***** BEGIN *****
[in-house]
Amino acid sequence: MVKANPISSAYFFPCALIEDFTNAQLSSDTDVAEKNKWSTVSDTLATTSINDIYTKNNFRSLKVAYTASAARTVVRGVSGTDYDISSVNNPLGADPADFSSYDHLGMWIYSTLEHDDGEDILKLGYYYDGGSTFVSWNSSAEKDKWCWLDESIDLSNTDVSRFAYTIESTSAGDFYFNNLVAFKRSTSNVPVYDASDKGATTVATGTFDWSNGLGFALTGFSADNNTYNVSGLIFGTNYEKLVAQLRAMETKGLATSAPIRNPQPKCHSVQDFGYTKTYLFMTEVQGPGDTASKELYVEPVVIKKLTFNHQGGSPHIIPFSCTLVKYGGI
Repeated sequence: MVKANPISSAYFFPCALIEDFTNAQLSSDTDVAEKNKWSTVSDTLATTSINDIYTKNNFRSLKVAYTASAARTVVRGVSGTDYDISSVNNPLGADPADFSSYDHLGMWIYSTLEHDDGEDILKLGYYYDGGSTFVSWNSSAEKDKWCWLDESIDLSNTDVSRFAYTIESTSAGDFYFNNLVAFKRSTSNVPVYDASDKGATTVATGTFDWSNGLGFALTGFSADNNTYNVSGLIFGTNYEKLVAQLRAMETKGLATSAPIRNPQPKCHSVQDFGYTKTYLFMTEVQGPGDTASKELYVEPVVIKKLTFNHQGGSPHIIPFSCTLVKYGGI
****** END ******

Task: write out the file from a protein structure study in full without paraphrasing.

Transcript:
[in-house]
Amino acid sequence: MVKANPISSAYFFPCALIEDFTNAQLSSDTDVAEKNKWSTVSDTLATTSINDIYTKNNFRSLKVAYTASAARTVVRGVSGTDYDISSVNNPLGADPADFSSYDHLGMWIYSTLEHDDGEDILKLGYYYDGGSTFVSWNSSAEKDKWCWLDESIDLSNTDVSRFAYTIESTSAGDFYFNNLVAFKRSTSNVPVYDASDKGATTVATGTFDWSNGLGFALTGFSADNNTYNVSGLIFGTNYEKLVAQLRAMETKGLATSAPIRNPQPKCHSVQDFGYTKTYLFMTEVQGPGDTASKELYVEPVVIKKLTFNHQGGSPHIIPFSCTLVKYGGI
Repeated sequence: MVKANPISSAYFFPCALIEDFTNAQLSSDTDVAEKNKWSTVSDTLATTSINDIYTKNNFRSLKVAYTASAARTVVRGVSGTDYDISSVNNPLGADPADFSSYDHLGMWIYSTLEHDDGEDILKLGYYYDGGSTFVSWNSSAEKDKWCWLDESIDLSNTDVSRFAYTIESTSAGDFYFNNLVAFKRSTSNVPVYDASDKGATTVATGTFDWSNGLGFALTGFSADNNTYNVSGLIFGTNYEKLVAQLRAMETKGLATSAPIRNPQPKCHSVQDFGYTKTYLFMTEVQGPGDTASKELYVEPVVIKKLTFNHQGGSPHIIPFSCTLVKYGGI